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Phrasal Verbs

  • beef something up

    • Give more substance or strength to something.

      ‘cost-cutting measures are planned to beef up performance’
      • ‘The cover is respectful but distinctive, retaining the mood of the original but beefing up the arrangement with a full, cinematic, sound.’
      • ‘Hence the search for other PhDs and in the meantime, beefing up my training skills to that of a performance consultant.’
      • ‘So far protests from campaigners have been muted, but security around the base has been beefed up with additional police patrols.’
      • ‘The security, I think it is important that we recognize it and beef it up.’
      • ‘So those penalties will be beefed up substantially.’
      • ‘We were writing regulations, we were beefing up legislation.’
      • ‘A circle of preschoolers listening to a story are beefing up their language abilities.’
      • ‘Several malls have beefed up security in light of the present crime climate.’
      • ‘Mechanics have reinforced the car's chassis with extra steelwork and have beefed up the suspension to take extra load.’
      • ‘These checkpoints were beefed up following a number of casualties, wounds and death to U.S. forces.’
      • ‘We have tried to get players on loan, but there's no point in bringing them in just to beef the bench up.’
      • ‘Besides having the public police drivers, Hall said he's aiming to improve public safety by beefing up on vehicle inspections and driver monitoring.’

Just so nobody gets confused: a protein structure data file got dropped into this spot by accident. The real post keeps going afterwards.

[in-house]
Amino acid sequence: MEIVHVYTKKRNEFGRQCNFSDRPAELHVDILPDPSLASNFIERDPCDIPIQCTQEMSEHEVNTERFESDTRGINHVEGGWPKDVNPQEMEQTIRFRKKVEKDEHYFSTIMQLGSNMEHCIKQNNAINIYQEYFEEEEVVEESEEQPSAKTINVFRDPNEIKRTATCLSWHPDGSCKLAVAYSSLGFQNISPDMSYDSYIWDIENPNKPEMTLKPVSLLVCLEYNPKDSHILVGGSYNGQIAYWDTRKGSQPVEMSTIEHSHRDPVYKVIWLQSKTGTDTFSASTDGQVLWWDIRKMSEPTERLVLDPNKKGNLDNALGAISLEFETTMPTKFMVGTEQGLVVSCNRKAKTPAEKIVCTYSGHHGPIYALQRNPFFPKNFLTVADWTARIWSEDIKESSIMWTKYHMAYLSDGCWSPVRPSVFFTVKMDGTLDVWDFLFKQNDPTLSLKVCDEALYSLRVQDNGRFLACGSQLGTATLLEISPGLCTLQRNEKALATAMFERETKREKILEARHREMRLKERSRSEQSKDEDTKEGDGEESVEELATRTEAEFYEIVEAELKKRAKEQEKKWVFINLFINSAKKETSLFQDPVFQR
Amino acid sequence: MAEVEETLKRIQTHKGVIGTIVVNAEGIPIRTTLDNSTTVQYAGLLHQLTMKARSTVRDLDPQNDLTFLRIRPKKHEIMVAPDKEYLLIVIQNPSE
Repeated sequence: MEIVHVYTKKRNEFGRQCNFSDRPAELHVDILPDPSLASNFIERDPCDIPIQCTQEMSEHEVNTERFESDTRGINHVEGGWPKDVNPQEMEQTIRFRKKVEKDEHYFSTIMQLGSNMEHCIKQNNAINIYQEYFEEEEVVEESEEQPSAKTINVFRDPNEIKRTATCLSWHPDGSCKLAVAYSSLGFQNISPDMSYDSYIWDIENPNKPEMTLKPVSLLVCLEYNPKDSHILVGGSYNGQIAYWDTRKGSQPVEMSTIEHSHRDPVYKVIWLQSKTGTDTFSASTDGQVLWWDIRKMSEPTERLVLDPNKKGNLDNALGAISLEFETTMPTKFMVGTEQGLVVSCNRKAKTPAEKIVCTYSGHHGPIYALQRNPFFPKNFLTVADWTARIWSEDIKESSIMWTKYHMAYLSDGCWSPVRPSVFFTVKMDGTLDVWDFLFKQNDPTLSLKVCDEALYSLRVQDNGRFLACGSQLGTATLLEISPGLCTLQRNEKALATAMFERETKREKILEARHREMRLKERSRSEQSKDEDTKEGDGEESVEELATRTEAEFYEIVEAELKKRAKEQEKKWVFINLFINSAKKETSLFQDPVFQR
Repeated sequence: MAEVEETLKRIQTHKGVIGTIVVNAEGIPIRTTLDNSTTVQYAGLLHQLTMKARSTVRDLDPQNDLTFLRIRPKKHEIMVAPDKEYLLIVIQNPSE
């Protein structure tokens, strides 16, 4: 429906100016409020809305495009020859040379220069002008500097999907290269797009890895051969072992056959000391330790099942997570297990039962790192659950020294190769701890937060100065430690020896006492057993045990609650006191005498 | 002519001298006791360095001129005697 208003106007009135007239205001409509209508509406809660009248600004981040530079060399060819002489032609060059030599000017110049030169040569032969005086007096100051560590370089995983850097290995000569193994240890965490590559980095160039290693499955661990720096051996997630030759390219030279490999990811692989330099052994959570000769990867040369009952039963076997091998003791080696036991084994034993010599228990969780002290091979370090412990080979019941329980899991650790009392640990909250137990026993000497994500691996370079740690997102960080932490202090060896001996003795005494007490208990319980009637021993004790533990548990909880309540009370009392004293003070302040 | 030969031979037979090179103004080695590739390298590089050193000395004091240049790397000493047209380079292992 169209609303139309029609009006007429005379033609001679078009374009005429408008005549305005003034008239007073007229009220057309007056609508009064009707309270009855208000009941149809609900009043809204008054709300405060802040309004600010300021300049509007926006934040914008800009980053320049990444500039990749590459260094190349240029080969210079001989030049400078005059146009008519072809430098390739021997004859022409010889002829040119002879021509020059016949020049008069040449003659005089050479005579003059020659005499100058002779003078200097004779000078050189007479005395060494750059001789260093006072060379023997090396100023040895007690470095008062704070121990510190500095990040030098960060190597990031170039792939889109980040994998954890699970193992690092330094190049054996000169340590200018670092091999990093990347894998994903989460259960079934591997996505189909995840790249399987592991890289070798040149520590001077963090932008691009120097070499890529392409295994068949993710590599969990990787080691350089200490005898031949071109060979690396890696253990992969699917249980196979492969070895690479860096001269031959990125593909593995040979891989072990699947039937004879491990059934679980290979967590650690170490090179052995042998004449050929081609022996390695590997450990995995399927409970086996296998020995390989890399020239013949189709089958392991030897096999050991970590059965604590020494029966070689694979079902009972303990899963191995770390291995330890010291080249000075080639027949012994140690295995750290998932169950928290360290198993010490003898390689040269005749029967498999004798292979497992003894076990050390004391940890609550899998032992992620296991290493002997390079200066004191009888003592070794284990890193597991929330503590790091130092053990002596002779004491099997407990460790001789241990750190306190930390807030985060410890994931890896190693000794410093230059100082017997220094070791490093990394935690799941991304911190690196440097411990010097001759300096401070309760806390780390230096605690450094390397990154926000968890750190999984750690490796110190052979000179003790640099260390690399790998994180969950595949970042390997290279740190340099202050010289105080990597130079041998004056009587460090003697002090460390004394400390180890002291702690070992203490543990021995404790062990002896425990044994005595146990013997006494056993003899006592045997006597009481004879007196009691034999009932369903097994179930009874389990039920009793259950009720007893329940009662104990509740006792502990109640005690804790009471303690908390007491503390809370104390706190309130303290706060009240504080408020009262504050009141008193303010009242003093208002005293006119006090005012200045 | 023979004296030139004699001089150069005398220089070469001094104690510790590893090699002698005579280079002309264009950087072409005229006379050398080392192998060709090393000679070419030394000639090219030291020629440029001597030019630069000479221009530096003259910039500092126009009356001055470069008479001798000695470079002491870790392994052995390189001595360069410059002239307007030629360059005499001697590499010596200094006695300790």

• ‘We've got to have beefed up intelligence, including much stronger human intelligence.’
      • ‘Additionally, doors, boots and hatches have been beefed up to provide solid operation.’
      • ‘If your foreign policy results in swelling the ranks of your existing enemies, and creating whole new enemies, you had better start beefing up your defence.’
      • ‘Safety is on the forefront of everyone's minds, and the government is beefing up security everywhere.’
      • ‘So they said, OK, if we're going to do it, we have to beef it up or something because it was a much milder version when we…’
      • ‘We heard that they were beefing up security in anticipation of serious protests.’
      • ‘He's tried to be tough on national defense, talking about beefing up our defenses at home, in terms of homeland security and abroad.’
      • ‘It is beefing up its capabilities in electronic investigation and cross-border operations.’
      toughen up, strengthen, build up, reinforce, substantiate, consolidate, invigorate, improve, flesh out
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Origin

Middle English: from Old French boef, from Latin bos, bov- ‘ox’.

Pronunciation

beef

/bif//bēf/